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In Hard Times, Is Best Buy's Best Good Enough?
source: New York Times

Amy Adoniz, at the center of the table, with her employees in the break room of the Best Buy store she manages in Manhattan.
Chester Higgins Jr./The New York Times

THAT said, Best Buy's business is hard-core electronics, not blow-dryers; the company is betting that if a family buys just one gift this December, it will involve electronic entertainment. "When the customer gets into difficulty, they tend to cocoon," Mr. Dunn says. "After 9/11, they invested in their homes and loved ones and experiences."

Mr. Dunn says he usually wins his office pool for predicting December results; this year, he's betting that cocooning drives sales, but he acknowledges that "it's too soon to tell" how the holiday season will play out.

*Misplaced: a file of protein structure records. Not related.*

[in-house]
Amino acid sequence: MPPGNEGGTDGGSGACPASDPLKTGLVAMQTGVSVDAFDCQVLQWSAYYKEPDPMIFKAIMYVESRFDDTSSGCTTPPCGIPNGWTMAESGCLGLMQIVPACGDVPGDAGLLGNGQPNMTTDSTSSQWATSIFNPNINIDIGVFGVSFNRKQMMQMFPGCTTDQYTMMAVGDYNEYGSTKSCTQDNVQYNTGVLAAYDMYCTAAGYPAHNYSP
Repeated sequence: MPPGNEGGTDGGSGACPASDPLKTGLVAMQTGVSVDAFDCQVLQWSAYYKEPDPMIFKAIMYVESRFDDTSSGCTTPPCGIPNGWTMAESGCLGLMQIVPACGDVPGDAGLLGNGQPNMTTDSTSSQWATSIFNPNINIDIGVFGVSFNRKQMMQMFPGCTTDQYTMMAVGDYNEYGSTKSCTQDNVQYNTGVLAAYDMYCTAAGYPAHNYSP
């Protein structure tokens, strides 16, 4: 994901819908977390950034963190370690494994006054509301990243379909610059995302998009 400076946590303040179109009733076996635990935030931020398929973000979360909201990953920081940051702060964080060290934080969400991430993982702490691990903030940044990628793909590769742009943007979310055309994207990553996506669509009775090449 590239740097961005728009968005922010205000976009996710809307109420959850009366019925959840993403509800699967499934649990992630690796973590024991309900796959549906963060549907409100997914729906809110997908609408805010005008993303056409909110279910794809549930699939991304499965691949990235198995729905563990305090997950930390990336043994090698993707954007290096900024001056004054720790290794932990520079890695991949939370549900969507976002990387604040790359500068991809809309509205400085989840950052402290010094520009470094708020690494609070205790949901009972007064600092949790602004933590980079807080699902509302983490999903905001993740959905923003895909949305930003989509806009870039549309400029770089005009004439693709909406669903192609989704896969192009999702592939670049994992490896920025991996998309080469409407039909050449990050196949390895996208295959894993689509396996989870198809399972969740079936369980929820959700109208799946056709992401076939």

"As the economy becomes tougher, people think more carefully about whether they really need to buy an item," he says. "The threshold for a considered purchase has moved down. Last year, it might have been $500. This year, it might be $300, $200 or even $100 for some families."

Enough for an iPod case and a Slingbox cable, but not much more.